Andrew Hsieh

I do have many episodes (and two-parters) in mind that would work well for the Target range, but of course, I must stick to my top three.

School Reunion: Not only it features the return of Sarah Jane Smith and K9, it’s actually my favourite New Series episode. Everything from the Krillitane conspiracy to the ‘rivalry’ between Rose and Sarah Jane, this one is a perfectly paced 45-minute story that would make any first-time viewer fall in love with the franchise. Always good to flesh out whatever’s missing from the episode itself, just in case of plot holes. (Lend me your script(s), Toby!)

The Stolen Earth/Journey’s End: Whilst reading the shooting scripts with The Writer’s Tale, and doing some online research, I thought “maybe they should both be novelised.” That was a good few years ago. Even some of the unfilmed scenes from the draft scripts, such as the cameo appearance of Prime Minister Aubrey Fairchild, more species in the heart of the Shadow Proclamation, Davros’ backstory, etc., are worth part of a full reading experience. Certainly no need for extra budget to novelise an action-packed epic!

Heaven Sent/Hell Bent: One of my absolute favourite finales together written by Steven Moffat and directed by Rachel Talalay, along with World Enough and Time/The Doctor Falls (scripts are sadly not yet online). Many would consider this one a two(ish)-part finale, and that’s understandable. I was thinking the whole novelisation could be told from the perspective of the Twelfth Doctor (first-person), from the start of the opening diner scene in which he begins by recalling the events of Heaven Sent, instead of only Hell Bent. Wouldn’t that be interesting?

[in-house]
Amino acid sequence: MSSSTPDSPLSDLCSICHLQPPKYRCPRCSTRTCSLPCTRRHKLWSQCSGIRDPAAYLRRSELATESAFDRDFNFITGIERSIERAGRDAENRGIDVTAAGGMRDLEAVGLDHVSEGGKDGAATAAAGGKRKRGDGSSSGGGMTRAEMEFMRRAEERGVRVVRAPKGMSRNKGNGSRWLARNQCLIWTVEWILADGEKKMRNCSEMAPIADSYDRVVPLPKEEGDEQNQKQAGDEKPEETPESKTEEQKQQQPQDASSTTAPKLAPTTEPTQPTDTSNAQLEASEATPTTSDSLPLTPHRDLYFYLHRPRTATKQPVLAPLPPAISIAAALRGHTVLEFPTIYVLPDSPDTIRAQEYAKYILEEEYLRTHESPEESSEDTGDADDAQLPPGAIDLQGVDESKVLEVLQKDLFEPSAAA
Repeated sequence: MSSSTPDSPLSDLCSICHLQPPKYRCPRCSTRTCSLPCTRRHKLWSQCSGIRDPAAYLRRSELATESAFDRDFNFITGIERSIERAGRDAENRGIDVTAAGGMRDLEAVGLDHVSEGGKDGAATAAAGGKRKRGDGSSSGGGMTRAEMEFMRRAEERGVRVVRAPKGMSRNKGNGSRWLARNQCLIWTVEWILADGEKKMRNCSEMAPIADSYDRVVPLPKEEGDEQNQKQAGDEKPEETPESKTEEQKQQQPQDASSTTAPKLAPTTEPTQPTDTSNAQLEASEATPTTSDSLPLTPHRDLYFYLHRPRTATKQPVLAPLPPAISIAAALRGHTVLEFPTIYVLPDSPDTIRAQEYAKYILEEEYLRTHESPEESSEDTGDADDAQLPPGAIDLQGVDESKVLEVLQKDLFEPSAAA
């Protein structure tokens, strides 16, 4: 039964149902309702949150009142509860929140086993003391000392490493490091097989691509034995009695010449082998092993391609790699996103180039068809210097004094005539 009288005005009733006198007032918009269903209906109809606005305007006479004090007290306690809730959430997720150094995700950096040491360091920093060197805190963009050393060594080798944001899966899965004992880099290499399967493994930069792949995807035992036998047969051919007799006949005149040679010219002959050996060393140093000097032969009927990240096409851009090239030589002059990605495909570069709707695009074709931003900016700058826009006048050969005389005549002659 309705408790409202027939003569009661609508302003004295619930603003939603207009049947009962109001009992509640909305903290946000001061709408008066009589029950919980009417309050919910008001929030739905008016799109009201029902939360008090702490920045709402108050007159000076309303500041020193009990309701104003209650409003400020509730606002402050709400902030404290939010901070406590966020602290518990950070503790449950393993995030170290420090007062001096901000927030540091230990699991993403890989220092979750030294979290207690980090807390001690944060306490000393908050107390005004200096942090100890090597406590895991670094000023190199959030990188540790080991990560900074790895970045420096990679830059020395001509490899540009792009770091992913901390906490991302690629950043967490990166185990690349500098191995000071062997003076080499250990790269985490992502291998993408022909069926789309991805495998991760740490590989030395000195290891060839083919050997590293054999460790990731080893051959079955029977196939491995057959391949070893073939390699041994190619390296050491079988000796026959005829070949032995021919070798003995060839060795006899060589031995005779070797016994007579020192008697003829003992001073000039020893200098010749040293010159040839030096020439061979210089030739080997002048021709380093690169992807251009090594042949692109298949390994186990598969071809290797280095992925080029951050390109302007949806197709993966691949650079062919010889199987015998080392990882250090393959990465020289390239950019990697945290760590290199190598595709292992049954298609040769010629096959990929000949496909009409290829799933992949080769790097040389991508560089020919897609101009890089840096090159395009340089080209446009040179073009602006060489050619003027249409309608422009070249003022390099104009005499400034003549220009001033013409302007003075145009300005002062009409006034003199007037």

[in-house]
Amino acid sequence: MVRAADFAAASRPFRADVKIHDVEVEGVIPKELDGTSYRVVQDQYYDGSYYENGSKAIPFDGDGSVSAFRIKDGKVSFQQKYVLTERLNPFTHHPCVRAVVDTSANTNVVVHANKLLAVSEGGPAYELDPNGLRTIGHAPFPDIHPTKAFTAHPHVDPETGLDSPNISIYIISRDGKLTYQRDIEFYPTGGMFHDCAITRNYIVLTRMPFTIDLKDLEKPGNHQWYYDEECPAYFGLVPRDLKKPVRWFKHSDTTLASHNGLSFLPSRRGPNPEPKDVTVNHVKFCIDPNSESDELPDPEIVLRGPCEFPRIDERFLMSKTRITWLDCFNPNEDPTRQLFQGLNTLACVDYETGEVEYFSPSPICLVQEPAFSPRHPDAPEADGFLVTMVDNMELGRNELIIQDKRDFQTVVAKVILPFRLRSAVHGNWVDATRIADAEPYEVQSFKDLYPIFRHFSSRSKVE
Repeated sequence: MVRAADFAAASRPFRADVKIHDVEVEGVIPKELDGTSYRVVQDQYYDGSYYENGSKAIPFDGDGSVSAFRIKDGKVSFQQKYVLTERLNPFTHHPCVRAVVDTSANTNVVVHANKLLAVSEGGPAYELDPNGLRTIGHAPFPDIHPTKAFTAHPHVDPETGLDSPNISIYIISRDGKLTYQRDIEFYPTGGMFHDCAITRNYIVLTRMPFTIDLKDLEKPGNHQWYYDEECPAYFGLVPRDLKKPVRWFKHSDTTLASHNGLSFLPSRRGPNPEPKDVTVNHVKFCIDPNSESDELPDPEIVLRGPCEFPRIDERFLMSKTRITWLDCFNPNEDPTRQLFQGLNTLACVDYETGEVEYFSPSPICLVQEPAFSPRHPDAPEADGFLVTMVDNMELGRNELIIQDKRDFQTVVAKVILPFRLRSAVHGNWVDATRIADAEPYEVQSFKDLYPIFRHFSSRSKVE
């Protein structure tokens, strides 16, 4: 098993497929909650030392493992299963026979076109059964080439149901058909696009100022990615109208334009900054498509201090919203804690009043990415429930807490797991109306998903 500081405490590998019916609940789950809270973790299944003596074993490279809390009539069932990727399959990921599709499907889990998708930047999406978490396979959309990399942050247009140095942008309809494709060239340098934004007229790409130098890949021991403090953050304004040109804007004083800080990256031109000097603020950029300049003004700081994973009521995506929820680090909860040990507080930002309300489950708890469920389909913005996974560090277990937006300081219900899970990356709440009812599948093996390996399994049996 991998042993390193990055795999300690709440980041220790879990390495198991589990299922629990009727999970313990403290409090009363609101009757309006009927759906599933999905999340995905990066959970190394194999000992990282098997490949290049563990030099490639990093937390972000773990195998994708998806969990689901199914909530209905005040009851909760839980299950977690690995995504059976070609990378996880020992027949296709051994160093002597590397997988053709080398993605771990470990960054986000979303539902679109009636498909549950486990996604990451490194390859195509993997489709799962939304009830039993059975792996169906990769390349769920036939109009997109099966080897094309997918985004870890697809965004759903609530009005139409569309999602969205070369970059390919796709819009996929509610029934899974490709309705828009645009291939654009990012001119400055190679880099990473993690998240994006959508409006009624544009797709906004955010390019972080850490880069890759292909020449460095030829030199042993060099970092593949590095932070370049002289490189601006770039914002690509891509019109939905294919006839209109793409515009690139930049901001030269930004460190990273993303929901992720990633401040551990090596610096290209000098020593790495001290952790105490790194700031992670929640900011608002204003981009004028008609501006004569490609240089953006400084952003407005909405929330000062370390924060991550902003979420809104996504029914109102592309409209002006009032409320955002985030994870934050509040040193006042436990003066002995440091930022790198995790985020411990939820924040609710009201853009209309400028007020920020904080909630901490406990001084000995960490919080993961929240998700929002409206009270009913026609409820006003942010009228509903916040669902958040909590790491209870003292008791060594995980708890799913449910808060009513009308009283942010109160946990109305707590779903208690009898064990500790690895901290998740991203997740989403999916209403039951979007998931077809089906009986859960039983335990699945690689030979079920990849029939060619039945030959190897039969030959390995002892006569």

James Lomond

The Eleventh Hour: This was it – where we, alongside a larger more global audience, were immediately convinced that Doctor Who could continue to be awesome with Mr Smith, the 26-year-old Whippersnapper taking the lead role. This is an important story for 21st Century Doctor Who and I think it needs due credit. It also set in motion a lot of Steven Moffat’s signature tropes of merging science fiction/ fantasy with fairytale.

And there are a few elements that could do with some in-print embellishment. The bizarreness of Amy being a kissogram for one thing. The whole point seems to be that this was a wilful teenaged notion from younger Amy that never happened – and the unreal nature of her police outfit didn’t quite come across on screen, making the whole scene somewhat uncomfortable. A book could sort this right out!

The Doctor’s Wife: This story is so beautiful it deserves to live in as many media as possible! Given the obvious choice of novelist would be the celebrated author Neil Gaiman himself, this seems like an opportunity not to be wasted. The characterisation of the TARDIS and its experience of events as all-at-once or having access to the beginning and end of things at the same time would make for a challenging and intriguing read. Frankly, I think this heads the list of target novelisations BEGGING to be made.

The Doctor, The Widow and the Wardrobe: This Christmas special suffered somewhat in translation from script-to-screen. The central conceit – that an entire species of asylum seekers (the tree-spirit thingies) identifies and captures a grieving wife and mother as the ideal pilot to guide them to safety – is full of poignancy and drama. Madge Arwell is fighting back the tears while she carries on with the most important thing she can in being a mother. She’s a picture of fortitude and containment – a mothership. And when given control of a time-travelling geodesic dome to get them to safety (Doctor, kids, and asylums seekers all), she zips back in time and alters history, being a guiding light to get her husband back home to safety… this is pure heart-tugging drama.

The C. S. Lewis trappings and mystery of a world in a box are perfect for the written word and I think there’s a huge amount to be drawn out from a highly underrated and underserved story.

Liam Brightman